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Topic – Other Spacecraft

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Other Spacecraft

Satellites

Space travel began with a satellite called Sputnik (Russian for “travelling companion”). This satellite was launched in 1957. It provided information about Earth’s atmosphere. Today there are about 3000 satellites orbiting Earth. They carry equipment that connects phones, television, and the Internet. Some satellites watch the weather, some send data to GPS units, others take pictures of Earth and the stars. One big satellite is a telescope.

Probes

The space probe Pioneer 10 was launched in 1972. It was the first spacecraft to fly close to Jupiter. The probe sent back the first close-up images of Jupiter, then continued out of our solar system. Pioneer 10’s last signal was received in 2003. The probe is on a 2-million-year journey to a star.

Some probes land on planets. Probes such as rovers move, but stationary landers do not move. In 1997, the rover Sojourner landed on Mars and became the first rover to land on another planet. For more than two months, it sent back images of Mars. It also sent information about chemicals in the rocks and soil, and about the weather on the red planet.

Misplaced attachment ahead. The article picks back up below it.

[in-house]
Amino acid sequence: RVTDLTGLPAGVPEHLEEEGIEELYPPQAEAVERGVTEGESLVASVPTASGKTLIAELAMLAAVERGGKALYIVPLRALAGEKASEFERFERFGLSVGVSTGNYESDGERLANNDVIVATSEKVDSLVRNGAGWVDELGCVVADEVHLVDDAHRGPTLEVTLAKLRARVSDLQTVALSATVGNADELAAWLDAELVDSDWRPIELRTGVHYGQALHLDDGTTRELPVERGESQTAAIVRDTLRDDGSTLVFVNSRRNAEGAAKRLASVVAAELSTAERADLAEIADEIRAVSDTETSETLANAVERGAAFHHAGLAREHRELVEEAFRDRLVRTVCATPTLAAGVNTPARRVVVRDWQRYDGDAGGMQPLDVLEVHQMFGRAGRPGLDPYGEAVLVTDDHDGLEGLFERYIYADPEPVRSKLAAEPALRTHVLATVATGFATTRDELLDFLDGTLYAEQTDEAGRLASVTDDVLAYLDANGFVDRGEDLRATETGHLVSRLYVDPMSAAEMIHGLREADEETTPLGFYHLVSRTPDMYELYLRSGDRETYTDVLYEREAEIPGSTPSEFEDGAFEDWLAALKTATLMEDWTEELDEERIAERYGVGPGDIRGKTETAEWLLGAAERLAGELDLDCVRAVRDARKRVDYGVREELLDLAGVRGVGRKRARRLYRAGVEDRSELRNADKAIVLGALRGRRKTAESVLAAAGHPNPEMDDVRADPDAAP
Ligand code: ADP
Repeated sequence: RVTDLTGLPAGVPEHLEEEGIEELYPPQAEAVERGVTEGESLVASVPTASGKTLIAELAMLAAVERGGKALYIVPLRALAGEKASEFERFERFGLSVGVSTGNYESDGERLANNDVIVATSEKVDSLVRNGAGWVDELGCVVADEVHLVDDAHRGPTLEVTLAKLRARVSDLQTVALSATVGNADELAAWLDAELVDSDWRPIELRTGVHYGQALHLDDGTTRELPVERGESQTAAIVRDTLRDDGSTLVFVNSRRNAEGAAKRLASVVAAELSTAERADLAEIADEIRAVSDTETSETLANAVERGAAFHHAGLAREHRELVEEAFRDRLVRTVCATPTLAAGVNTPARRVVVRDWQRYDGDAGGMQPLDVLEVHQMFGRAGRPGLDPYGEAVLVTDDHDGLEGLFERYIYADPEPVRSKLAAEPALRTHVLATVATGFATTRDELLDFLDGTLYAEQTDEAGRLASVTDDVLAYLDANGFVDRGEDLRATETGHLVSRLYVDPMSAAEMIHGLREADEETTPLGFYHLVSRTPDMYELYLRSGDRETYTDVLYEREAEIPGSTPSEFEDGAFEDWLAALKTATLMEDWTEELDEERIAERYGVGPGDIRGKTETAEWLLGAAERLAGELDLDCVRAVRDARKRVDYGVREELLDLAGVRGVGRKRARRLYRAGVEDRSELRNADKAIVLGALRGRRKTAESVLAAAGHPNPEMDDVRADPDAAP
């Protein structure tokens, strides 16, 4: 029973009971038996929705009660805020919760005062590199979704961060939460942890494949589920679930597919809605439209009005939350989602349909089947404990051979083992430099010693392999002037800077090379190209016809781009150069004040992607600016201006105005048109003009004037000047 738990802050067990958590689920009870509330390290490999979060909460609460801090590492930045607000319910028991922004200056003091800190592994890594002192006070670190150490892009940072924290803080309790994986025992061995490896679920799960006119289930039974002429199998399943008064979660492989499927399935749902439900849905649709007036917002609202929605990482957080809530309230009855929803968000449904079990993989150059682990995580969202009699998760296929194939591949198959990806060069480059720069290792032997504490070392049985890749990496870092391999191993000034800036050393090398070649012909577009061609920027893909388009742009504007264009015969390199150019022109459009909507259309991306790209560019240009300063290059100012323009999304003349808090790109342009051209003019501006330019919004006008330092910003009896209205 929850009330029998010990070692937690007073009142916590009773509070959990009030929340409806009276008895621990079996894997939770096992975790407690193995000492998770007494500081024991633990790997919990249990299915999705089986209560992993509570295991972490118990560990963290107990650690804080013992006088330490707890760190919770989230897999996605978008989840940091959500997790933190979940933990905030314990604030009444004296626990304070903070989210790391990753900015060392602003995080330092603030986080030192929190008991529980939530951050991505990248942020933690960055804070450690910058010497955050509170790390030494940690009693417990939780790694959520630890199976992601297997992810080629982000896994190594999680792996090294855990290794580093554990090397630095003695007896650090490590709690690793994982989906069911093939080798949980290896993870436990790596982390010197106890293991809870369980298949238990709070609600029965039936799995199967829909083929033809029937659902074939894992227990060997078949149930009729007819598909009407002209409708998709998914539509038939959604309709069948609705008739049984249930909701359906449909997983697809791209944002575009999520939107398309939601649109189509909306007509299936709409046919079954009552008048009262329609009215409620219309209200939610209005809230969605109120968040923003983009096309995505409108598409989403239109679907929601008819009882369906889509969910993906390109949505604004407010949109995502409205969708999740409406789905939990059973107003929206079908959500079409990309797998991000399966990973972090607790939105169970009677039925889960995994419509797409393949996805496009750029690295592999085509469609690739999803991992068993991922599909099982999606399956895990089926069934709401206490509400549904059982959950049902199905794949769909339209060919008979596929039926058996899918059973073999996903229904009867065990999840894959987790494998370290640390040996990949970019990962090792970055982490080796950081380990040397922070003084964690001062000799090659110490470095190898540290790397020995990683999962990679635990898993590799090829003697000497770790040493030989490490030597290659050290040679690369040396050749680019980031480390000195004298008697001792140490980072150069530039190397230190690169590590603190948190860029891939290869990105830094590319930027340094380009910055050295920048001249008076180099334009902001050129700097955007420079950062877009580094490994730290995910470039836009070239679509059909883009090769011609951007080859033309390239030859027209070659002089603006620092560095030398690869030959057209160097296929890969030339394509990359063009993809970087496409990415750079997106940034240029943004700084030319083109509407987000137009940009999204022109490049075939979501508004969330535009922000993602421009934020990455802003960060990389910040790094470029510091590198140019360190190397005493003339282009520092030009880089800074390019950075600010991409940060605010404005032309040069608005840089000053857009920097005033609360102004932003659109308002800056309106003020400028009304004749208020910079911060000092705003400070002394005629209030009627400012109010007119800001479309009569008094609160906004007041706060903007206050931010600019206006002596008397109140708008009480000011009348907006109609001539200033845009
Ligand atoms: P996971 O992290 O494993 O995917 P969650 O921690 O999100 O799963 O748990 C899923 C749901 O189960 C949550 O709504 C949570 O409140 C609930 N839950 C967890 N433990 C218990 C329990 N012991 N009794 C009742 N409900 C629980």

Space Telescopes

Space telescopes are another way scientists can learn about the solar system. The Hubble Telescope was launched into orbit around Earth in 1990. The telescope has beamed back information about the universe’s past and future. Hubble takes clearer pictures than a telescope on Earth because there is no atmosphere in space to warp the image. This telescope is solar powered and can be repaired in space.

International Space Station (ISS)

This is the largest and most expensive spacecraft ever built. The space station is one of Earth’s artificial satellites, but it is also home to crews of astronauts. It is so big that you can see its glow as it crosses the night sky. The first part of the ISS was launched in 1998. Now it has solar panels for power, living quarters, and science labs.

Space shuttles carry food, water, equipment, and crew members back and forth between Earth and the ISS. The United States, Russia, Canada, Japan, and some European countries have all contributed to the station. The space station may one day be a launching base for a mission to the Moon, Mars, and beyond.


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